fredag, januari 11, 2019

Your Gun Safely and Securly On Any Surface With This Gun Magnet..

Read a shocking story online the other day:

A Florida woman was staying in her parent's old farmhouse, miles away from the nearest neighbor.

Then, as she was reading in bed around 11:30PM...


And that look of excitement? Textbook sign of a (wannabe) rapist.

Thank God her dad had left her that .357 Magnum. And that all it took was one shot to stop that creep dead in his tracks.

If you've got firearms in the house so your family can protect themselves in case of an attack or home invasion..

Then you should also think about using a gun magnet to secure 'em.

They're quick to install, can be mounted anywhere, and make for a lightning fast draw in a self-defense situation.

We've got a new one in stock that's rated up to 25 pounds.

If you wanna grab one (or more) for yourself..

Hit the link below and we'll send you one, free of charge:

FREE Renegade Gear Rubber-Coated Gun Magnet

Chris Peterson
Self-Reliance Daily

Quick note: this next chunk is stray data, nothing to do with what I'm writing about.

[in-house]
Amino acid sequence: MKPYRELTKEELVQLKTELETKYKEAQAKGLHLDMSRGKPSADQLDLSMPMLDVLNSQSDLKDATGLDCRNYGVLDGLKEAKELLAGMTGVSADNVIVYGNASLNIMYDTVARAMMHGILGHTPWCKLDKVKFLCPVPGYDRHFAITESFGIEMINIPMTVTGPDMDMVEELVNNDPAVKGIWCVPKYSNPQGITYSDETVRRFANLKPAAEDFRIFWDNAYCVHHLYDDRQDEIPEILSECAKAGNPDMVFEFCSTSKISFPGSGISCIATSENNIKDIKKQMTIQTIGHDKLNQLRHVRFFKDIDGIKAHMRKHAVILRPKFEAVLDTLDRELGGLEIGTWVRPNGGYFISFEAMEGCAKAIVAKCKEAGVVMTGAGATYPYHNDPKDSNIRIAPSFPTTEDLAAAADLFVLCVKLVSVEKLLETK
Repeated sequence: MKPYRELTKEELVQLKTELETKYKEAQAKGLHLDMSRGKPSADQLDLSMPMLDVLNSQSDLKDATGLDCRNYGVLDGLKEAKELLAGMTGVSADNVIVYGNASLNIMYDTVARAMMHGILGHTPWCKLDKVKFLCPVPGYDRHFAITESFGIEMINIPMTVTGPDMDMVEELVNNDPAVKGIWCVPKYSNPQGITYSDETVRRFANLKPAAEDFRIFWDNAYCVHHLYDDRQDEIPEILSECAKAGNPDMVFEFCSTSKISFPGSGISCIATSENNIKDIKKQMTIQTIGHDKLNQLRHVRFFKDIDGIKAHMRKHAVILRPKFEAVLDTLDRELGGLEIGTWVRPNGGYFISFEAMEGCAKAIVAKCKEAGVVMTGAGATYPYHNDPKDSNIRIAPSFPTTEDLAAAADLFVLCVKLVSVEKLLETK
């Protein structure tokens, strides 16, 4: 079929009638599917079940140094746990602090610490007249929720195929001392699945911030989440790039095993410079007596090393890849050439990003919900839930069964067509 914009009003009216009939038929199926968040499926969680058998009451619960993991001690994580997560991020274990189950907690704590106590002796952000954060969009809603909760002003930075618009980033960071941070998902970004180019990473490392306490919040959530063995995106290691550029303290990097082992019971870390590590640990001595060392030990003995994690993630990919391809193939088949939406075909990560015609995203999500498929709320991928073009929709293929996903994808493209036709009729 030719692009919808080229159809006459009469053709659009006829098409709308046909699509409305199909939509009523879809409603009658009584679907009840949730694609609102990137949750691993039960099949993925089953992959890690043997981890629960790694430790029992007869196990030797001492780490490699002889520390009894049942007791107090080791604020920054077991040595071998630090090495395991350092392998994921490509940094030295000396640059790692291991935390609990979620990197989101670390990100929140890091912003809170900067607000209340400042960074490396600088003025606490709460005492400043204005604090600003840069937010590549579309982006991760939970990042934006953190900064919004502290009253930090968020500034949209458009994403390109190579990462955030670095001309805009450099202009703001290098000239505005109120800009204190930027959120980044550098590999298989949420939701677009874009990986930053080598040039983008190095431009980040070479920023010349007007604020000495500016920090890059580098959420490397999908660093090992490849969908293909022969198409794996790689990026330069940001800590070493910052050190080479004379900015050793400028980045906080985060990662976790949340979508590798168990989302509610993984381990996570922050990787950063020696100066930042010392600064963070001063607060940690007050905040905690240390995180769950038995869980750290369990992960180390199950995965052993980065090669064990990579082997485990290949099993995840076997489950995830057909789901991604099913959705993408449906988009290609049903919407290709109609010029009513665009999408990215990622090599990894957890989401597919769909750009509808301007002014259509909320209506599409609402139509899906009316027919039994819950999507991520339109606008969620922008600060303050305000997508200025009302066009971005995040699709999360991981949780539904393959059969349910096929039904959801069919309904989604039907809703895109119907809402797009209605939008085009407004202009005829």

The definition of life has long been a challenge for scientists and philosophers, with many varied definitions put forward. This is partially because life is a process, not a substance. This is complicated by a lack of knowledge of the characteristics of living entities, if any, that may have developed outside of Earth. Philosophical definitions of life have also been put forward, with similar difficulties on how to distinguish living things from the non-living. Legal definitions of life have also been described and debated, though these generally focus on the decision to declare a human dead, and the legal ramifications of this decision. Biology See also: Organism The characteristics of life Since there is no unequivocal definition of life, most current definitions in biology are descriptive. Life is considered a characteristic of something that preserves, furthers or reinforces its existence in the given environment. This characteristic exhibits all or most of the following traits: Homeostasis: regulation of the internal environment to maintain a constant state; for example, sweating to reduce temperature Organization: being structurally composed of one or more cells – the basic units of life Metabolism: transformation of energy by converting chemicals and energy into cellular components (anabolism) and decomposing organic matter (catabolism). Living things require energy to maintain internal organization (homeostasis) and to produce the other phenomena associated with life. Growth: maintenance of a higher rate of anabolism than catabolism. A growing organism increases in size in all of its parts, rather than simply accumulating matter. Adaptation: the ability to change over time in response to the environment. This ability is fundamental to the process of evolution and is determined by the organism's heredity, diet, and external factors. Response to stimuli: a response can take many forms, from the contraction of a unicellular organism to external chemicals, to complex reactions involving all the senses of multicellular organisms. A response is often expressed by motion; for example, the leaves of a plant turning toward the sun (phototropism), and chemotaxis. Reproduction: the ability to produce new individual organisms, either asexually from a single parent organism or sexually from two parent organisms. These complex processes, called physiological functions, have underlying physical and chemical bases, as well as signaling and control mechanisms that are essential to maintaining life. Alternative definitions See also: Entropy and life From a physics perspective, living beings are thermodynamic systems with an organized molecular structure that can reproduce itself and evolve as survival dictates. Thermodynamically, life has been described as an open system which makes use of gradients in its surroundings to create imperfect copies of itself. Hence, life is a self-sustained chemical system capable of undergoing Darwinian evolution. A major strength of this definition is that it distinguishes life by the evolutionary process rather than its chemical composition. Others take a systemic viewpoint that does not necessarily depend on molecular chemistry. One systemic definition of life is that living things are self-organizing and autopoietic (self-producing). Variations of this definition include Stuart Kauffman's definition as an autonomous agent or a multi-agent system capable of reproducing itself or themselves, and of completing at least one thermodynamic work cycle. This definition is extended by the apparition

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